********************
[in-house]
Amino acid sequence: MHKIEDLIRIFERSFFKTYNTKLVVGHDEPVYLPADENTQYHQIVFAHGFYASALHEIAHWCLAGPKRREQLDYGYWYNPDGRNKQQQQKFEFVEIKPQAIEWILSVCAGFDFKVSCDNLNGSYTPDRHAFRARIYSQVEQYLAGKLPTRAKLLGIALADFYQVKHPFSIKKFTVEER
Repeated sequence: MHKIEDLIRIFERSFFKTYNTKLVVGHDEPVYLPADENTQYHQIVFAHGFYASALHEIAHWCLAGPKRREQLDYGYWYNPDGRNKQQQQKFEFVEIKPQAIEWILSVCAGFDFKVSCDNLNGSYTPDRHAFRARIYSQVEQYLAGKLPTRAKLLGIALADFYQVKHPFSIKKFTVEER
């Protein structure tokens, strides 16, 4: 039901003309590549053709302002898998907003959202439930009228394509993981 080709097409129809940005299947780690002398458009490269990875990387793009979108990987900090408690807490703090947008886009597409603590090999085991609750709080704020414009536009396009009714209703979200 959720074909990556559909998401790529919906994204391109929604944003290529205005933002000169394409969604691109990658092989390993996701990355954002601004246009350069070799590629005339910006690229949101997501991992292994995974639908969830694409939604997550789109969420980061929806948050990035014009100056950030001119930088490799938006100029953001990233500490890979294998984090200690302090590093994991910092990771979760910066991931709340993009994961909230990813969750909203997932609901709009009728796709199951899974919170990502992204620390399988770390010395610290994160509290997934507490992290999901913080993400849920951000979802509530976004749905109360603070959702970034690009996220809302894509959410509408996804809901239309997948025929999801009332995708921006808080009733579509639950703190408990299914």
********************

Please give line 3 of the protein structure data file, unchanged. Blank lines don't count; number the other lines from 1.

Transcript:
Repeated sequence: MHKIEDLIRIFERSFFKTYNTKLVVGHDEPVYLPADENTQYHQIVFAHGFYASALHEIAHWCLAGPKRREQLDYGYWYNPDGRNKQQQQKFEFVEIKPQAIEWILSVCAGFDFKVSCDNLNGSYTPDRHAFRARIYSQVEQYLAGKLPTRAKLLGIALADFYQVKHPFSIKKFTVEER